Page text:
It is possible for software to detect the time averaged motion (10 pixels per frame in this example) and correct the picture, albeit at the loss of a few pixels resolution at the edges of the video.

If you are running MacOS then iStabilize would seem to be a candidate at around $70 whilst for Windows SteadyHand looks very interesting and costs a similar amount (there's a nice AVI demo of SteadyHand here).

I guess the potential "gotcha" with these programs, as with built in camcorder stabilisation, is whether the stabilisation can be tuned to the much higher frequency shake transmitted from the aircraft compared to usual hand-held shake. If such software stabilisation does the job then that might widen your choice of camcorder, possibly allowing you to go for lighter models.

Bob.

_________________
Olympus OM-D E-M1 + M.Zuiko Digital ED 12-40mm f/2.8, Lumix 7-14mm f/4, Leica DG Summilux 15mm f/1.7 ASPH, M.Zuiko Digital 45mm 1:1.8, M.Zuiko Digital ED 75mm 1:1.8.
Leica D Vario-Elmar 14mm-150mm f/3.5 - f/5.6 ASPH.
OM-D E-M5, H-PS14042E, Gitzo GT1541T, Arca-Swiss Z1 DP ball-head.
Astrophotography: TEC 140 'scope, FLI ML16803 camera, ASA DDM60 Pro mount.


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 Post subject:
PostPosted: Tue Nov 20, 2007 1:36 pm 
(there's a nice AVI demo of SteadyHand here).

Oh, gee, Bob, that's nice. What a great idea! Got to run to work.

Later, thanks 8)


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 Post subject: Nice video
PostPosted: Thu Nov 22, 2007 1:46 pm 
Well friends, here's the idea, and from your side of the pond. This is pretty much what I'm going for, just some refinements in several areas are needed, but the main thrust of the idea is right on, - one camera for flying and a much better one for the video.
Cheers

http://video.google.com/videoplay?docid ... &plindex=1


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 Post subject:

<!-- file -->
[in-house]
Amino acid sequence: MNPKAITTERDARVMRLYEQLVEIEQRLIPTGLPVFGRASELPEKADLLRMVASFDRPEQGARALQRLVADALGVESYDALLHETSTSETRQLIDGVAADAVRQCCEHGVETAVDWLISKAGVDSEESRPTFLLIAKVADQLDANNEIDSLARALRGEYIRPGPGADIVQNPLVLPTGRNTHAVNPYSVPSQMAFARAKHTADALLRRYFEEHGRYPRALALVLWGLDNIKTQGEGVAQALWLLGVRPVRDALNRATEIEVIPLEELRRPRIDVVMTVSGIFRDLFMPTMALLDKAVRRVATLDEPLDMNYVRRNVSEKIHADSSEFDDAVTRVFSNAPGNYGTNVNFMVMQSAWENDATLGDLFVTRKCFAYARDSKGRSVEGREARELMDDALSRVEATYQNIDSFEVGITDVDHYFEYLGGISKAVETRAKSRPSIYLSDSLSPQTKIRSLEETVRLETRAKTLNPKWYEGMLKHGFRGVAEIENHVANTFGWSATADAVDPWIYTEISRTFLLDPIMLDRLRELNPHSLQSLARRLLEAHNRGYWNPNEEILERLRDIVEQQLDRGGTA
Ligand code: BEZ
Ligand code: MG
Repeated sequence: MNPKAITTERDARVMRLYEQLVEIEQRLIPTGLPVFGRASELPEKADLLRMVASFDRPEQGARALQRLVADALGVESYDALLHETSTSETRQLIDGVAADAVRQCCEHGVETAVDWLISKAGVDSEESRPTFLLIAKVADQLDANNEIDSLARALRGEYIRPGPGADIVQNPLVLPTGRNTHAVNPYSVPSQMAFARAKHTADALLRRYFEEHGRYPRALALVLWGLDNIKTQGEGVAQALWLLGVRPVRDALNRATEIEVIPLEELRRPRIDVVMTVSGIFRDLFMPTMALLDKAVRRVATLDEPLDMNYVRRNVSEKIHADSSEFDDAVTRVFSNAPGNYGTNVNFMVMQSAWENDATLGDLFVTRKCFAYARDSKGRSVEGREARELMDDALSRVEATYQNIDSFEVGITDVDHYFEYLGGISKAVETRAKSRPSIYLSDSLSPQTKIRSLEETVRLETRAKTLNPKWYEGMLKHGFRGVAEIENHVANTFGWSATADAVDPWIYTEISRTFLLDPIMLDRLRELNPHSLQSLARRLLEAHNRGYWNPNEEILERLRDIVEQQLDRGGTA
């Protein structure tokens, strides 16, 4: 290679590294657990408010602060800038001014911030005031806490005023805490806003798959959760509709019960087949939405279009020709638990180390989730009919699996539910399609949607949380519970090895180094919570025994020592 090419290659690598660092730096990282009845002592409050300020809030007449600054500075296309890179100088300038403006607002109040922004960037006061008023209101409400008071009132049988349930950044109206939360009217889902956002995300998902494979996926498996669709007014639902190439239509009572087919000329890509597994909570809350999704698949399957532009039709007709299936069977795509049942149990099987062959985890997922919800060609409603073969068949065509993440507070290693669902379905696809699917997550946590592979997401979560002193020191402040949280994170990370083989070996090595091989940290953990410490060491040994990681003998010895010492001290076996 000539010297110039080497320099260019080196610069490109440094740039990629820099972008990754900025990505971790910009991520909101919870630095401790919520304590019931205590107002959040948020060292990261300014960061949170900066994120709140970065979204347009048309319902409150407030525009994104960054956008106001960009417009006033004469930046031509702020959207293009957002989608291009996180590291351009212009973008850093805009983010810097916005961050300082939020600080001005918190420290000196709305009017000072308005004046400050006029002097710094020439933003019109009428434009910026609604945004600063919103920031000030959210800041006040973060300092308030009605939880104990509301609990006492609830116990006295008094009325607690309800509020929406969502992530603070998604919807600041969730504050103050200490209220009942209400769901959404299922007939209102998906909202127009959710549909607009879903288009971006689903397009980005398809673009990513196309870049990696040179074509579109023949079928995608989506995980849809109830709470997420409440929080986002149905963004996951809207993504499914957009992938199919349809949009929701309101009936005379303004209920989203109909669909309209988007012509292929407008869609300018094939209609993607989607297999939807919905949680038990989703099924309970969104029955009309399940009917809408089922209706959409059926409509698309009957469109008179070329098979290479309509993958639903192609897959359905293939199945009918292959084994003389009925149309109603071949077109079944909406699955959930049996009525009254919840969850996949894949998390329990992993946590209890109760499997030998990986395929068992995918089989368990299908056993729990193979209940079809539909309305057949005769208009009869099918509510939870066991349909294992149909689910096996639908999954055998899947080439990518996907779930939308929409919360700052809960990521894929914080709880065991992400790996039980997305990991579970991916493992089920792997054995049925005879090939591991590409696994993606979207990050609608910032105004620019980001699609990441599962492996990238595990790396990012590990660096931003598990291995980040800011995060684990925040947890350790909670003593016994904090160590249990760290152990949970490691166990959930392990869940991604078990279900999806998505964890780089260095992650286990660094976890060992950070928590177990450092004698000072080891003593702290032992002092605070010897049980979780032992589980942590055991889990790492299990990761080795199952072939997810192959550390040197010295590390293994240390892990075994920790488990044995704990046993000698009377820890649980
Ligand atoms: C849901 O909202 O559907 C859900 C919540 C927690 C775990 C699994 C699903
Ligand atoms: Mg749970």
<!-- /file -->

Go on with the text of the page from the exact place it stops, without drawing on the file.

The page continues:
PostPosted: Thu Nov 22, 2007 2:03 pm 
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Hi Chris,

Thanks for sharing the link. I'm not sure whether to be more impressed by the model's RoC or the wireless video's range and lack of picture break-up.

Bob.

_________________
Olympus OM-D E-M1 + M.Zuiko Digital ED 12-40mm f/2.8, Lumix 7-14mm f/4, Leica DG Summilux 15mm f/1.7 ASPH, M.Zuiko Digital 45mm 1:1.8, M.Zuiko Digital ED 75mm 1:1.8.
Leica D Vario-Elmar 14mm-150mm f/3.5 - f/5.6 ASPH.
OM-D E-M5, H-PS14042E, Gitzo GT1541T, Arca-Swiss Z1 DP ball-head.
Astrophotography: TEC 140 'scope, FLI ML16803 camera, ASA DDM60 Pro mount.


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 Post subject:
PostPosted: Thu Nov 22, 2007 8:47 pm 
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Hey if that guy's plane can take the weight of an EOS 400D, it's only one small step to put a 40D on there with the WFT-E3 wireless transmitter!

(ok, quite a big step, but work with me!)

Imagine seeing the live view from the DSLR wirelessly transmitted to your laptop, where you could remotely trigger the shots! And with nothing inbetween the plane and the ground, the range could be a few hundred feet too, although I guess that's perhaps not sufficient for any serious work...